U.S. stocks rose Thursday as the number of Americans applying for unemployment benefits came in below expectations, but still held at historically high levels. About 1.2 million filed new claims for unemployment benefits for the week ended Aug. 1, fewer than the 1.4 million analysts expected.
U.S. stocks rose Wednesday after White House negotiators said they aim to reach a deal on a new coronavirus-relief package by the end of the week. In a sign of optimism about prospects for the economy, cyclical sectors — such as industrials, materials and financials — led the S&P500, a departure from the technology group’s outperformance this year.
U.S. stocks ticked up modestly Tuesday as investors held out cautious hope for progress in Washington on an aid package to support an economy roiled by a pandemic. Investors are monitoring negotiations among Democratic leaders and White House officials on a new coronavirus aid package. The two sides remain at odds over whether to cut a $600-a-week federal jobless supplement or provide aid to financially strapped states and localities.
Nasdaq was trading in record territory on Monday, hitting an intraday all-time high at 11073, in a rally powered by megacap companies, including Microsoft Corp. (MSFT) and Tesla Inc. (TSLA) as well as Facebook, Apple Inc., Amazon, Netflix, and Google.
U.S. stocks rose Friday as a slate of technology giants buoyed the S&P500 and offset disappointing earnings from some industrials and weak economic data. Apple, Facebook and Amazon were among the index’s biggest winners, rising 10.5%, 8.2% and 3.7% on the back of strong earnings. Their gains offset stock price declines by Chevron, which posted steep losses in the second quarter as the drop in global travel crimped fuel demand amid the pandemic. Caterpillar also fell after reporting that its revenue in the U.S. dropped more than 40% in the second quarter.
The broader stock market struggled on Thursday after data showed the U.S. economy saw its biggest-ever quarterly plunge in activity and an uptick in weekly unemployment claims suggesting the recovery in the labor market may be faltering.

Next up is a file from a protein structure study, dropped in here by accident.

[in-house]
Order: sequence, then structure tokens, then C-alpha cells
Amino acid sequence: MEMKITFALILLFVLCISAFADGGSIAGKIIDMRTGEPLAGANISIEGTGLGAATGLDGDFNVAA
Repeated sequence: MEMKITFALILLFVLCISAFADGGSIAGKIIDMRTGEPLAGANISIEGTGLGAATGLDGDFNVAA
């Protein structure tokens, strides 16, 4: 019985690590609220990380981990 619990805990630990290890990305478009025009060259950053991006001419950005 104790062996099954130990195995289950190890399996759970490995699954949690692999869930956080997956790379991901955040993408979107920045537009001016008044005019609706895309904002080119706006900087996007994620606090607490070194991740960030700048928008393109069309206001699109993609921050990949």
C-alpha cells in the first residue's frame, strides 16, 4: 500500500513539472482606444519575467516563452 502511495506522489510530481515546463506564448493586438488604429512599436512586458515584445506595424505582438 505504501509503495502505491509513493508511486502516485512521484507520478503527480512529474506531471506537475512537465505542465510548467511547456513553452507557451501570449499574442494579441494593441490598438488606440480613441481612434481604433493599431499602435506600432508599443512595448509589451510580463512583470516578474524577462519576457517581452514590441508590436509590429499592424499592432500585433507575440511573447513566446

U.S. stocks climbed Wednesday as Federal Reserve officials reiterated their support for an economy battered by the coronavirus pandemic. The Fed, as expected, left rates near-zero at the end of Wednesday’s policy meeting. The central bank also said it would continue increasing holdings of Treasuries and other securities.
U.S. stocks fell Tuesday after some large American companies reported earnings that revealed an even larger hit from the coronavirus pandemic than investors had been expecting. Shares of manufacturing conglomerate 3M, fast-food giant McDonald’s, and motorcycle maker Harley-Davidson were among those that dropped after earnings reports.
U.S. stocks rose Monday as investors bet that the largest technology firms will power ahead in an uncertain economic environment. AMZN, GOOGL and AAPL led the major indexes higher, extending a rise that has helped make the tech sector the best performing in the S&P500 index so far this year.
The week has been marked by big swings among shares of individual companies and a rotation between some of the market’s recent winners and losers. The information technology sector — one of the market’s biggest winners this year — was one of the biggest laggards of the S&P 500’s 11 sectors in trading Friday.